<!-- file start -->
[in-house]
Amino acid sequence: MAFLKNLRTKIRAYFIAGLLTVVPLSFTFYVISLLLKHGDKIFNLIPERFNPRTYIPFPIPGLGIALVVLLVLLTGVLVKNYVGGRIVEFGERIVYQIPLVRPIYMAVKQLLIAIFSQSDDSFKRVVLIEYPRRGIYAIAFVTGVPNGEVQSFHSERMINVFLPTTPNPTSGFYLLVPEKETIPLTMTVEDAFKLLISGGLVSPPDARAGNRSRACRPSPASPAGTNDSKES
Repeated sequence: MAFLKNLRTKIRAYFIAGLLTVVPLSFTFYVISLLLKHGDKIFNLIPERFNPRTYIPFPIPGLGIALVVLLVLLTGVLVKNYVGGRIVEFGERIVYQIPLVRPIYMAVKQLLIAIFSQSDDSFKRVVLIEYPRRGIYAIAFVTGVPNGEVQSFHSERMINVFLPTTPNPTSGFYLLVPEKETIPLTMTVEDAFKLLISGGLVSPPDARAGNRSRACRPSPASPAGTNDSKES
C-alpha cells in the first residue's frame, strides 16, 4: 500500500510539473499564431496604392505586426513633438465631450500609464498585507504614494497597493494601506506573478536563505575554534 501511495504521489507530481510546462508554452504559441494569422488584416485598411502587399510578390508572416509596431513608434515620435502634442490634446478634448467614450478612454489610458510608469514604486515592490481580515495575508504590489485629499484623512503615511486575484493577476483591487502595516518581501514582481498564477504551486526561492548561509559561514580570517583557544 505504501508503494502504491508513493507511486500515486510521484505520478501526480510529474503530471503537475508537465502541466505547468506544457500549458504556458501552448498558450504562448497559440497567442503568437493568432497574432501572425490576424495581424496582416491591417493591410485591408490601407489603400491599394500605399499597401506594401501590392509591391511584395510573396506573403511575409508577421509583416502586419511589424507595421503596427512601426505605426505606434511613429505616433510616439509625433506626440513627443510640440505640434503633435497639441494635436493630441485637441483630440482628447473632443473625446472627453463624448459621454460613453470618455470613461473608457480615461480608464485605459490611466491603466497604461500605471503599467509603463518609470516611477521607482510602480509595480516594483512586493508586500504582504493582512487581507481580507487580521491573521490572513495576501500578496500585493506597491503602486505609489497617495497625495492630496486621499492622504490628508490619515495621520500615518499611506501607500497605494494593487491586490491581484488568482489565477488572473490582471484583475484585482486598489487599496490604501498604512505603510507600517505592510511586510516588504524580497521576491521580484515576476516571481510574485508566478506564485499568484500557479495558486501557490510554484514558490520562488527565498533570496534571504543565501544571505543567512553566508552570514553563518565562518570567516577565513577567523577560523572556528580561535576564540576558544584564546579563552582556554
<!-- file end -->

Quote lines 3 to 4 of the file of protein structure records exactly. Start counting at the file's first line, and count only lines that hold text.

Repeated sequence: MAFLKNLRTKIRAYFIAGLLTVVPLSFTFYVISLLLKHGDKIFNLIPERFNPRTYIPFPIPGLGIALVVLLVLLTGVLVKNYVGGRIVEFGERIVYQIPLVRPIYMAVKQLLIAIFSQSDDSFKRVVLIEYPRRGIYAIAFVTGVPNGEVQSFHSERMINVFLPTTPNPTSGFYLLVPEKETIPLTMTVEDAFKLLISGGLVSPPDARAGNRSRACRPSPASPAGTNDSKES
C-alpha cells in the first residue's frame, strides 16, 4: 500500500510539473499564431496604392505586426513633438465631450500609464498585507504614494497597493494601506506573478536563505575554534 501511495504521489507530481510546462508554452504559441494569422488584416485598411502587399510578390508572416509596431513608434515620435502634442490634446478634448467614450478612454489610458510608469514604486515592490481580515495575508504590489485629499484623512503615511486575484493577476483591487502595516518581501514582481498564477504551486526561492548561509559561514580570517583557544 505504501508503494502504491508513493507511486500515486510521484505520478501526480510529474503530471503537475508537465502541466505547468506544457500549458504556458501552448498558450504562448497559440497567442503568437493568432497574432501572425490576424495581424496582416491591417493591410485591408490601407489603400491599394500605399499597401506594401501590392509591391511584395510573396506573403511575409508577421509583416502586419511589424507595421503596427512601426505605426505606434511613429505616433510616439509625433506626440513627443510640440505640434503633435497639441494635436493630441485637441483630440482628447473632443473625446472627453463624448459621454460613453470618455470613461473608457480615461480608464485605459490611466491603466497604461500605471503599467509603463518609470516611477521607482510602480509595480516594483512586493508586500504582504493582512487581507481580507487580521491573521490572513495576501500578496500585493506597491503602486505609489497617495497625495492630496486621499492622504490628508490619515495621520500615518499611506501607500497605494494593487491586490491581484488568482489565477488572473490582471484583475484585482486598489487599496490604501498604512505603510507600517505592510511586510516588504524580497521576491521580484515576476516571481510574485508566478506564485499568484500557479495558486501557490510554484514558490520562488527565498533570496534571504543565501544571505543567512553566508552570514553563518565562518570567516577565513577567523577560523572556528580561535576564540576558544584564546579563552582556554